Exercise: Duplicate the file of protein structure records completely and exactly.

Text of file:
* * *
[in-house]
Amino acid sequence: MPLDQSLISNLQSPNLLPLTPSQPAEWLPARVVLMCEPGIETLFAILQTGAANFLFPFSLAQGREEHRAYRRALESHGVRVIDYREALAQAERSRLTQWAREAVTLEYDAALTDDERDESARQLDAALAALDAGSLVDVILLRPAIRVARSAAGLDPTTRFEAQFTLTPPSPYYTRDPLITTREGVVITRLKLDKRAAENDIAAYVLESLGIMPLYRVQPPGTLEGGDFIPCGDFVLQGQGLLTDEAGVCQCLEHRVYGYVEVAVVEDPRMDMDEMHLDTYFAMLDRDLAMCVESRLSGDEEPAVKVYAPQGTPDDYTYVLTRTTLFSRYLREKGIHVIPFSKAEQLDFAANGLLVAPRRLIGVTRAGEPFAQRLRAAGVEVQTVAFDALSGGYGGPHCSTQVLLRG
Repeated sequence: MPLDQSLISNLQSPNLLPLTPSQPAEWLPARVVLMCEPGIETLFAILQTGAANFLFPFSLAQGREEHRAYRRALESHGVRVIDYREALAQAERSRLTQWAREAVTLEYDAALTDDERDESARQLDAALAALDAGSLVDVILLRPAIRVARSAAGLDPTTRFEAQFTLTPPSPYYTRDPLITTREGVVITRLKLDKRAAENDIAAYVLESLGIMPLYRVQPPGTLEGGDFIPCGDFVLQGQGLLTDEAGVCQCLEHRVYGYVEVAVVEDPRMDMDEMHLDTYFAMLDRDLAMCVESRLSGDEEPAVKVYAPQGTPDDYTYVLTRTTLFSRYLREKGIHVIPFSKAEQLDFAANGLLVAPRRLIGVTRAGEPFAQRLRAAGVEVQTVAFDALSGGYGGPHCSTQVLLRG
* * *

[in-house]
Amino acid sequence: MPLDQSLISNLQSPNLLPLTPSQPAEWLPARVVLMCEPGIETLFAILQTGAANFLFPFSLAQGREEHRAYRRALESHGVRVIDYREALAQAERSRLTQWAREAVTLEYDAALTDDERDESARQLDAALAALDAGSLVDVILLRPAIRVARSAAGLDPTTRFEAQFTLTPPSPYYTRDPLITTREGVVITRLKLDKRAAENDIAAYVLESLGIMPLYRVQPPGTLEGGDFIPCGDFVLQGQGLLTDEAGVCQCLEHRVYGYVEVAVVEDPRMDMDEMHLDTYFAMLDRDLAMCVESRLSGDEEPAVKVYAPQGTPDDYTYVLTRTTLFSRYLREKGIHVIPFSKAEQLDFAANGLLVAPRRLIGVTRAGEPFAQRLRAAGVEVQTVAFDALSGGYGGPHCSTQVLLRG
Repeated sequence: MPLDQSLISNLQSPNLLPLTPSQPAEWLPARVVLMCEPGIETLFAILQTGAANFLFPFSLAQGREEHRAYRRALESHGVRVIDYREALAQAERSRLTQWAREAVTLEYDAALTDDERDESARQLDAALAALDAGSLVDVILLRPAIRVARSAAGLDPTTRFEAQFTLTPPSPYYTRDPLITTREGVVITRLKLDKRAAENDIAAYVLESLGIMPLYRVQPPGTLEGGDFIPCGDFVLQGQGLLTDEAGVCQCLEHRVYGYVEVAVVEDPRMDMDEMHLDTYFAMLDRDLAMCVESRLSGDEEPAVKVYAPQGTPDDYTYVLTRTTLFSRYLREKGIHVIPFSKAEQLDFAANGLLVAPRRLIGVTRAGEPFAQRLRAAGVEVQTVAFDALSGGYGGPHCSTQVLLRG